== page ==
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It’s Time to Think About Lyme Disease Prevention

0 2 years ago

“— that you know of,” I interjected, then continued to rapid-fire questions about the expanding circular bull’s eye rash on his arm, a telltale sign of Lyme.

After learning that a couple of weeks prior he had gone hiking in a forested park in Michigan and had recently been experiencing fatigue and confusion, I exclaimed that he should go see a doctor and make sure to get a Lyme disease test.

A few days later, I received a text from my friend: “I’m so glad you talked to my dad, he was diagnosed with Lyme disease and is being treated now.”

This wasn’t entirely surprising, given that the Center for Disease Control and Prevention (CDC) estimates there are more than 476,000 cases of Lyme disease per year in the United States, making it the most common vector-borne disease in North America.

When suspected and diagnosed early, Lyme disease can be easily treated with antibiotics. However, if not treated right away, the bacterial infection can cause potentially life-altering long-term issues such as neurological disorders, cognitive dysfunction, arthritis, and general malaise.

A study conducted at Brown University in 2019 found that up to 2 million people in the U.S. may be suffering from these long-term symptoms.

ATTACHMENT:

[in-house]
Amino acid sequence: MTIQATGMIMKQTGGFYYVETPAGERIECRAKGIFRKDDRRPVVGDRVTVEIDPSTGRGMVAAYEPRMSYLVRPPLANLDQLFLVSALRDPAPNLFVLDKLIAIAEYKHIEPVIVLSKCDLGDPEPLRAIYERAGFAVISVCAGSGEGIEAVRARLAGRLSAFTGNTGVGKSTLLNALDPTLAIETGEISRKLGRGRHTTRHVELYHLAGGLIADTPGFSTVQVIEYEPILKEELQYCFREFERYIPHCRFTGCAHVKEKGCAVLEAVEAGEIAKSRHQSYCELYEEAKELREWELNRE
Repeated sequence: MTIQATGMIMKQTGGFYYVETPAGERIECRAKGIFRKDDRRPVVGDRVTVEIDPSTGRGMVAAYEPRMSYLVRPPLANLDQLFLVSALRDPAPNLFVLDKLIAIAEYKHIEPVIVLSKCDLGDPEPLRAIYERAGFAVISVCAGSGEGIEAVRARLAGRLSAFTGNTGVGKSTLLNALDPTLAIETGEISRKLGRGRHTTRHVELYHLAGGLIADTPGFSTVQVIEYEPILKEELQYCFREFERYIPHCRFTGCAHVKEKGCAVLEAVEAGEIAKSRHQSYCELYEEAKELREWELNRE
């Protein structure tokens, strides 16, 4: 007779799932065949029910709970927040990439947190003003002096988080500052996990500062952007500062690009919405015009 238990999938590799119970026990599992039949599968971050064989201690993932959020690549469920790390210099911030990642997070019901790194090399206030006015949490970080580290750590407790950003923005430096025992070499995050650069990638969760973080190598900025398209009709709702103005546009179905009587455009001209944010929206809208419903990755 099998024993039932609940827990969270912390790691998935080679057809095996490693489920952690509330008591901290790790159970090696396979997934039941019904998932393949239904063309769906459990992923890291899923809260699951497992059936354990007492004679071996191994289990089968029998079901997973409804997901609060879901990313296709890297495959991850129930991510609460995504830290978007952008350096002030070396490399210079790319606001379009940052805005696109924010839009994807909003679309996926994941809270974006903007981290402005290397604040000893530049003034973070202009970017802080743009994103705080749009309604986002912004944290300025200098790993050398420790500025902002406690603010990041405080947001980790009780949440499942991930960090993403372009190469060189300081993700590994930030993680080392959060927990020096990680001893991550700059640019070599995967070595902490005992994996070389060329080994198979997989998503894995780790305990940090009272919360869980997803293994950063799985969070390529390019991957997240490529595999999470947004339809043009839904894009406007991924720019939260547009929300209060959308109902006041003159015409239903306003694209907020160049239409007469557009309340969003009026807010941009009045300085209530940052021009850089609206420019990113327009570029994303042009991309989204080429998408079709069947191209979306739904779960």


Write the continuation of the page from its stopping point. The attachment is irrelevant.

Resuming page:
My friend’s dad was lucky to catch the characteristic rash quickly. Nevertheless, according to the CDC, about 20 to 30% of people with Lyme disease never have the bull’s eye rash and may go months before diagnosis due to the indistinct symptoms and difficulty of testing for Lyme disease.

Additionally, the diagnostic images used in clinical settings are typically of a pink rash on white skin, which contributes to medical racism and likely under- and delayed diagnosis of Lyme disease in people of color. Dan Ly at the University of California, Los Angeles confirmed this diagnostic bias with a 2021 study finding that 1 in 3 newly diagnosed Black patients already had neurological complications from Lyme disease, compared to 1 in 10 white patients.

So how can Lyme disease infections be avoided entirely? By preventing tick bites.


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